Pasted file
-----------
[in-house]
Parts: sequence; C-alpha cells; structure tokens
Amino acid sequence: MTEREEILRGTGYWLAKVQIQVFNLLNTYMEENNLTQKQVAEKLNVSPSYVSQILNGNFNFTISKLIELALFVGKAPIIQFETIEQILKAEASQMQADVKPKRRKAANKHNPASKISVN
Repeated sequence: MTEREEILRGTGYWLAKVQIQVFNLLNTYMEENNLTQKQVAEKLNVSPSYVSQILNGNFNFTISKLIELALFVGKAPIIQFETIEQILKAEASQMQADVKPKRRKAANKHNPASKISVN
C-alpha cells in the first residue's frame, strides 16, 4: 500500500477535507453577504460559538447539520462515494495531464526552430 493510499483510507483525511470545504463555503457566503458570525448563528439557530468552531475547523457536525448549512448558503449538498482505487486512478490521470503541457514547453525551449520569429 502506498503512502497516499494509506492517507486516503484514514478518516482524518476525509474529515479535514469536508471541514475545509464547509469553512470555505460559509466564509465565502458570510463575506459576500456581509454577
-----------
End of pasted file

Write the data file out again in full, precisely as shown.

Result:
[in-house]
Parts: sequence; C-alpha cells; structure tokens
Amino acid sequence: MTEREEILRGTGYWLAKVQIQVFNLLNTYMEENNLTQKQVAEKLNVSPSYVSQILNGNFNFTISKLIELALFVGKAPIIQFETIEQILKAEASQMQADVKPKRRKAANKHNPASKISVN
Repeated sequence: MTEREEILRGTGYWLAKVQIQVFNLLNTYMEENNLTQKQVAEKLNVSPSYVSQILNGNFNFTISKLIELALFVGKAPIIQFETIEQILKAEASQMQADVKPKRRKAANKHNPASKISVN
C-alpha cells in the first residue's frame, strides 16, 4: 500500500477535507453577504460559538447539520462515494495531464526552430 493510499483510507483525511470545504463555503457566503458570525448563528439557530468552531475547523457536525448549512448558503449538498482505487486512478490521470503541457514547453525551449520569429 502506498503512502497516499494509506492517507486516503484514514478518516482524518476525509474529515479535514469536508471541514475545509464547509469553512470555505460559509466564509465565502458570510463575506459576500456581509454577